Scott Carpenter, the fourth American astronaut to fly in space and the second to orbit earth, died on Thursday, a NASA official tells NPR.
Carpenter, an original Mercury 7 astronaut, was 88.
NPR’s Russell Lewis filed this report for our Newscast unit:
“Scott Carpenter’s 1962 flight was just five hours and his mission was to determine how well humans could function in weightlessness. His capsule circled the earth three times before returning for a parachute landing.
“Carpenter was about 250 miles off-course because of a technical malfunction. He would never fly in space again. Remembering his mission in 2012, he realizes now humans are in a survival mode.
“We’ve got to take care of the resources we have on this planet, because there’s no resupply possible,” he said.
“Carpenter was also a Navy veteran who served in the Korean War.”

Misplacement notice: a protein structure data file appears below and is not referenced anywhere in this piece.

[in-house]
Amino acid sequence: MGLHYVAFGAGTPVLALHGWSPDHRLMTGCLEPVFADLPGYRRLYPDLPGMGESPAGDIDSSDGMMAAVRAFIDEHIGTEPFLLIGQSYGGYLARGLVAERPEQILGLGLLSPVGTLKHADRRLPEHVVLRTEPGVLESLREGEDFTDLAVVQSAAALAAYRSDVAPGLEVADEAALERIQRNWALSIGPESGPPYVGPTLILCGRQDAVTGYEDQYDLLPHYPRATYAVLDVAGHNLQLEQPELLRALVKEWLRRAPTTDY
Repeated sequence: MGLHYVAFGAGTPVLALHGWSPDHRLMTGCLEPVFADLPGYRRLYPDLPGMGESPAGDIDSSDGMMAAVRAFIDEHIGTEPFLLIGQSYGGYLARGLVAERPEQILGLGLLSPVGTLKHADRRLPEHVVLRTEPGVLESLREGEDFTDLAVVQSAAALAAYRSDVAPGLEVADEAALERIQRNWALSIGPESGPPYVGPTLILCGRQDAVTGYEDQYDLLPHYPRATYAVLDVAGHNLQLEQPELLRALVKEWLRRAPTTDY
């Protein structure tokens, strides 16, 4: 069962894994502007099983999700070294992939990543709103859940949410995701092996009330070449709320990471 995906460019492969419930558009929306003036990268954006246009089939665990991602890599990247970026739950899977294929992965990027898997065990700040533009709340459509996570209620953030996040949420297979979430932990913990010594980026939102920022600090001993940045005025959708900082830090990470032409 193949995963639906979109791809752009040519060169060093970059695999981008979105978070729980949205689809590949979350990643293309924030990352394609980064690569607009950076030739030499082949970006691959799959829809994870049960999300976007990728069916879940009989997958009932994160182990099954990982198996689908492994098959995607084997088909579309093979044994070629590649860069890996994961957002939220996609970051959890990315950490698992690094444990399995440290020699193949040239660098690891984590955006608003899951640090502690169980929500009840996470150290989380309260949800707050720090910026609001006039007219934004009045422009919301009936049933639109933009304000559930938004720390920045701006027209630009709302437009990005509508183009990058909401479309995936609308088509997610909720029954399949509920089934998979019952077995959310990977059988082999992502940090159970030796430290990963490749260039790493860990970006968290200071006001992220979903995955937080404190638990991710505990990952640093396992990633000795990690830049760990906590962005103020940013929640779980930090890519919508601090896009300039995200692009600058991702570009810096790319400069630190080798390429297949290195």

The New York Times has a bit more about that 1962 mission marred by technical glitches:
“His death leaves John H. Glenn Jr., who flew the first orbital mission on Feb. 20, 1962, and later became a United States senator from Ohio, as the last survivor of the Mercury 7.
“When Lieutenant Commander Carpenter splashed down off Puerto Rico in his Aurora 7 capsule on May 24, 1962, after a harrowing mission, he had fulfilled a dream.
‘I volunteered for a number of reasons,’ he wrote in We Seven, a book of reflections by the original astronauts published in 1962. ‘One of these, quite frankly, was that I thought this was a chance for immortality. Pioneering in space was something I would willingly give my life for.’”